[quote]I guess I'm concerned that my friend reads this, but whatever, the celebrity was Angela Lansbury. My friend didn't want me to say anything because he works in press and they were press seats, he thought it was crossing some line. I think he was wrong.

Your friend was right. Sorry. In your OP I assumed you were referring to a relatively obscure person, but Angela Lansbury? AND you were sitting in house/press seats? FUCK no. That would have *absolutely* inappropriate. Also, DL rumor has it that she can be *quite* the bitch in person, so she could have reamed you a new asshole for disturbing her.

by Anonymousreply 1910/25/2013

Yes, the press, or those sitting in press seats, are forbidden to speak to celebrities.

by Anonymousreply 2010/25/2013

[quote] What was the show?

Bedknobs and Broomsticks, but without the bed or broom. So just knobs and sticks aka OP and friend.

by Anonymousreply 2110/25/2013

I had made a website for a couple of musicians, the wife was in a girl group. The record company (from the 60's) saw the site and asked if I knew how to get in touch with her, concerning royalties. They said no one was going to get rich, but there were royalties. I wrote to the husband about this at his record office. He replied back, and still emails me and sends Christmas cards. (She got her royalties)

by Anonymousreply 2210/25/2013

It was Janet Jackson.

by Anonymousreply 2310/25/2013

Everyone wants to hear compliments, but some celebrities are stopped constantly and it must get very old. If no one else recognized the celeb and the show was over, I think a few kind words would have been appreciated, but I wouldn't expect an actual conversation to take place or any kind of effusive thank you in return. But if you just say a couple of sentences, almost in passing, you had a nice encounter, and they heard a nice compliment.

Your friend sounds overly tense. Unless he or she was seeing something in the celebrity's body language that you weren't picking up. Or knows that you would have interrupted and then rambled or started crying and made the whole thing really awkward.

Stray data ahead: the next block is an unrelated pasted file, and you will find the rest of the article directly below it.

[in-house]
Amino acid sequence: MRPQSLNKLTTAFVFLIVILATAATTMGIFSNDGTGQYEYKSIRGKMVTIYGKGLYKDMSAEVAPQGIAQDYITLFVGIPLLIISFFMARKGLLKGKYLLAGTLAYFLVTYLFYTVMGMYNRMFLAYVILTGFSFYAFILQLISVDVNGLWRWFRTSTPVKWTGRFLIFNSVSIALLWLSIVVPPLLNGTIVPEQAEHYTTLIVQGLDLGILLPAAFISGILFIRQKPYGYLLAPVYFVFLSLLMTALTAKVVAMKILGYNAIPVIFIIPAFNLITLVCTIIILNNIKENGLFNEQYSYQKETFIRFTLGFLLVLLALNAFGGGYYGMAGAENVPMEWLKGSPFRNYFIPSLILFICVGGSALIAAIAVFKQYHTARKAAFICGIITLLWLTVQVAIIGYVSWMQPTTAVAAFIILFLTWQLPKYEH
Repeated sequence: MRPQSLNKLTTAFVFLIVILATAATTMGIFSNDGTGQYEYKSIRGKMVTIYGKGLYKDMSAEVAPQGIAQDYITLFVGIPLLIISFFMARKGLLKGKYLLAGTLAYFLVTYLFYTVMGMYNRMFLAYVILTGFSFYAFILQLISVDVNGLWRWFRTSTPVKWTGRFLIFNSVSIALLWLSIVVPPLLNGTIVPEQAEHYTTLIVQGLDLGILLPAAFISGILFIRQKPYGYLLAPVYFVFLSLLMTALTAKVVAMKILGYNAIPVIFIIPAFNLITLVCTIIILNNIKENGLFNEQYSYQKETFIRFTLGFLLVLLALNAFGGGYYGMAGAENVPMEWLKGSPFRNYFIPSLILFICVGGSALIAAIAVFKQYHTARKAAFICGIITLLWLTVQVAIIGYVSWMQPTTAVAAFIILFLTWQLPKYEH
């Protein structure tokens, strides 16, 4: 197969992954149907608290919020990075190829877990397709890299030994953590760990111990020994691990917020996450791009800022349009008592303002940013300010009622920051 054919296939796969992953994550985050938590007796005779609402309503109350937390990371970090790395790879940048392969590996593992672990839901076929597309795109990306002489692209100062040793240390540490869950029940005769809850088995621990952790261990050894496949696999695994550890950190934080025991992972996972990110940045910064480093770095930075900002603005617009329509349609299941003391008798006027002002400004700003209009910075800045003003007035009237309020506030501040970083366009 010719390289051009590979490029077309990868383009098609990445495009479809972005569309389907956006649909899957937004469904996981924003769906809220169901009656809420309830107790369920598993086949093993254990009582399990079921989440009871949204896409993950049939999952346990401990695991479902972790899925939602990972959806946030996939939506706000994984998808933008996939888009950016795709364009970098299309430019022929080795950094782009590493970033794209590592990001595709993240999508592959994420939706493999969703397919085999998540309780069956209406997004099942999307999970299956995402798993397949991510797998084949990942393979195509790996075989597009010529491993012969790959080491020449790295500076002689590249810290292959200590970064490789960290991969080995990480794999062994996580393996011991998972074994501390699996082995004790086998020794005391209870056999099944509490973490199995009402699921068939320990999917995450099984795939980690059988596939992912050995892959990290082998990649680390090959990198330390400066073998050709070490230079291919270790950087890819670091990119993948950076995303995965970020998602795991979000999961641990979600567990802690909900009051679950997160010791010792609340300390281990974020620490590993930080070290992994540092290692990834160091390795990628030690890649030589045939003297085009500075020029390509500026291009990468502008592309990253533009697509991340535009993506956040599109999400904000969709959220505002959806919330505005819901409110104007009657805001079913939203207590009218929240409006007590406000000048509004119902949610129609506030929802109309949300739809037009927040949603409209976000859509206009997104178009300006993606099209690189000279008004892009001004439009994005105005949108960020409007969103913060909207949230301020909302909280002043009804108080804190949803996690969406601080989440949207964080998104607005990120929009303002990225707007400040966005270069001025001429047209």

by Anonymousreply 2410/25/2013

Celebrities LIVE for fan praise. As long as you do it, as others have said, gracefully and at an appropriate time.

by Anonymousreply 2510/25/2013

Doesn't Angela Lansbury sign at stage doors at all of her shows despite her age? I'm sure she wouldn't have minded a few kind words.

by Anonymousreply 2610/25/2013

I once ran into (still straight) Anne Heche while waiting to see a play at the Manhattan Theatre Club. I had liked her a lot as Vicky, and I told her so. We talked about it for awhile. She was no longer playing the role, but she told me she had "liked playing her so much."

by Anonymousreply 2710/25/2013

Actors are the most insecure people on the face of the planet. They LOVE praise and adoration. It's their lifeblood.

As long as you're polite about approaching a celebrity and not intruding on family time or a business meeting or whatever, they're usually fine about being approached if you have something nice to say to them.

by Anonymousreply 2810/25/2013

r26 (and OP), I took my 88 year old uncle to see Angela Lansbury in Blithe Spirit a few years ago, and we hung around in the freezing cold waiting for her to come out. Christine Ebersole came out first, and signed a few then hopped in her car, then Rupert Everett who signed a lot and posed for photos. Angela came out about a half hour later, smiled and waved, made some chit chat with a few people, but didn't sign and was quickly escorted to a waiting car. I wasn't disappointed and I was happy my uncle got a glimpse of her.

by Anonymousreply 2910/25/2013

Nobody seems to consider how Angela's friend would have felt sitting there while somebody gushed to Angela about how much he loved her work. That sort of thing is awkward at best for the obscure friend of a celebrity. And once one person does it, that typically opens the floodgates for more people to interrupt for "just a quick word" with the person in question. Your friend was right, and you did the right thing to listen to him.

by Anonymousreply 3010/25/2013

I would have said, "Ms. Lansbury, it's wonderful to see you looking so well. I hope you're enjoying the show." And just give her a smile. She has already given you a lot.

by Anonymousreply 3110/25/2013

Should have told her! I once met a female rock and blues legend, Bonnie Raitt. I adore her. My friend said don't talk to her. But I did and she loved the attention, it was in Marin County...

by Anonymousreply 3210/25/2013